I guess I am trying to say that I have a big problem with this notion of a God given objective morality. If there is such a thing as a God given "thou shalt not kill", then an awful lot of people find times when it is better to kill than not to kill.

                        That is, this objective morality becomes vague, and not every one who believes in that objectivity, can agree on exactly what it means because while some argue that a particular war is just, others would argue that it is not.

                        At day's end, I think the notion is unhelpful. If people are going to use it, then they need to be somewhat nuanced in how they do so.
                        Last edited by rwatts; 05-10-2014, 10:47 PM.

                        Comment


                        • #13
                          Originally posted by RBerman View Post
                          Why? And what do you mean by "God's will"? If God is omnipotent and evil exists (or even if, following C.S. Lewis, evil is a non-existence, an absence of good, rather than something that positively exists), then its existence must in some sense be within God's will, since God at least tolerates it.
                          I have a problem with that. Are you saying that the evil is good because it is "in some sense within God's will"? (Presuming that everything God does, is by definition, good).

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                          • #14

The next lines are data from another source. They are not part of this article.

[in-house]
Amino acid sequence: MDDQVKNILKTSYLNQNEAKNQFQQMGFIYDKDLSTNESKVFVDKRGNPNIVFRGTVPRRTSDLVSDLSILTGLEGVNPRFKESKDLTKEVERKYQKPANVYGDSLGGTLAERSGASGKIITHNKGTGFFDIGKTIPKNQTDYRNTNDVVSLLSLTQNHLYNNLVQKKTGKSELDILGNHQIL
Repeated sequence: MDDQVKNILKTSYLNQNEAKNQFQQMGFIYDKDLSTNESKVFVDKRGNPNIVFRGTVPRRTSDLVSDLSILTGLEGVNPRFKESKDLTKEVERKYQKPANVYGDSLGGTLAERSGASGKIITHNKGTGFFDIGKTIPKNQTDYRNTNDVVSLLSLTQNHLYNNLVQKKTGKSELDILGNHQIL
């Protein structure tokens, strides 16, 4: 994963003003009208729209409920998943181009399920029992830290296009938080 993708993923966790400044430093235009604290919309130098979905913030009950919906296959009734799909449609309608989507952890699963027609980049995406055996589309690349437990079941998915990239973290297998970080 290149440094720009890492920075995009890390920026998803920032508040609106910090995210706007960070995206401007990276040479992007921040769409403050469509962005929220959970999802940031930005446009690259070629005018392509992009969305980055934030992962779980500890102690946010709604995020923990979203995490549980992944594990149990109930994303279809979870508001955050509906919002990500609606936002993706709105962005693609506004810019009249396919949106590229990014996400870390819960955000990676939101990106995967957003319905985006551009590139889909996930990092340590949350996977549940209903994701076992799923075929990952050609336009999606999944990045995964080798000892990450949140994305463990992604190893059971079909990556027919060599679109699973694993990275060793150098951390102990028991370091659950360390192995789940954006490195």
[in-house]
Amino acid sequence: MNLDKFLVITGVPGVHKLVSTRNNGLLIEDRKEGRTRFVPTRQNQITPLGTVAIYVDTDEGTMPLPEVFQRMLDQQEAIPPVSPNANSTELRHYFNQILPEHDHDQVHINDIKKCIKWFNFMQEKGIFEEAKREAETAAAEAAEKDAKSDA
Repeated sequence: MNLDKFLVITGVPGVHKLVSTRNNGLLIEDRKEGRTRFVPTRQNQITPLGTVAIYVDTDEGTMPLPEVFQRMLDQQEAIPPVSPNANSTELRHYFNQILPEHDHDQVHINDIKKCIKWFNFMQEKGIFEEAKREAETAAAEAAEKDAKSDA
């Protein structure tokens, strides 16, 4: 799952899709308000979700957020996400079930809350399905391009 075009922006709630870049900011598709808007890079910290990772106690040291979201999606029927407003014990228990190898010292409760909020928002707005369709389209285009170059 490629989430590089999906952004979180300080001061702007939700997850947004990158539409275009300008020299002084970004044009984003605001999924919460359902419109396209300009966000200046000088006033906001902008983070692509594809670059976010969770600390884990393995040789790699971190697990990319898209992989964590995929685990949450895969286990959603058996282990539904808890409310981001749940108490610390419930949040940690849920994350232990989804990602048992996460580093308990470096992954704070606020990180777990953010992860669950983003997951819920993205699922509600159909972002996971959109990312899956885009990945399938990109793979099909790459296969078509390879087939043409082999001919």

Originally posted by rwatts View Post
                            I guess I am trying to say that I have a big problem with this notion of a God given objective morality.
                            As do I. It sets us up for some fool who convinces his "flock" that homosexuality is a choice.

                            Originally posted by rwatts View Post
                            If there is such a thing as a God given "thou shalt not kill", then an awful lot of people find times when it is better to kill than not to kill.

                            That is, this objective morality becomes vague, and not every one who believes in that objectivity, can agree on exactly what it means because while some argue that a particular war is just, others would argue that it is not.

                            At day's end, I think the notion is unhelpful. If people are going to use it, then they need to be somewhat nuanced in how they do so.
                            Yes, a little humility goes a long way. How about using the words "I think that G-d is saying...." rather than, "G-d says..."

                            NORM
                            When the missionaries came to Africa they had the Bible and we had the land. They said 'Let us pray.' We closed our eyes. When we opened them we had the Bible and they had the land. - Bishop Desmond Tutu

                            Comment


                            • #15
                              Originally posted by NormATive View Post
                              As do I. It sets us up for some fool who convinces his "flock" that homosexuality is a choice.



                              Yes, a little humility goes a long way. How about using the words "I think that G-d is saying...." rather than, "G-d says..."

                              NORM
                              Yes. I kind of like that. It keeps things open for communication, discussion and decision making.

                              I'm an atheist, but I can kind of live with those words.

                              Comment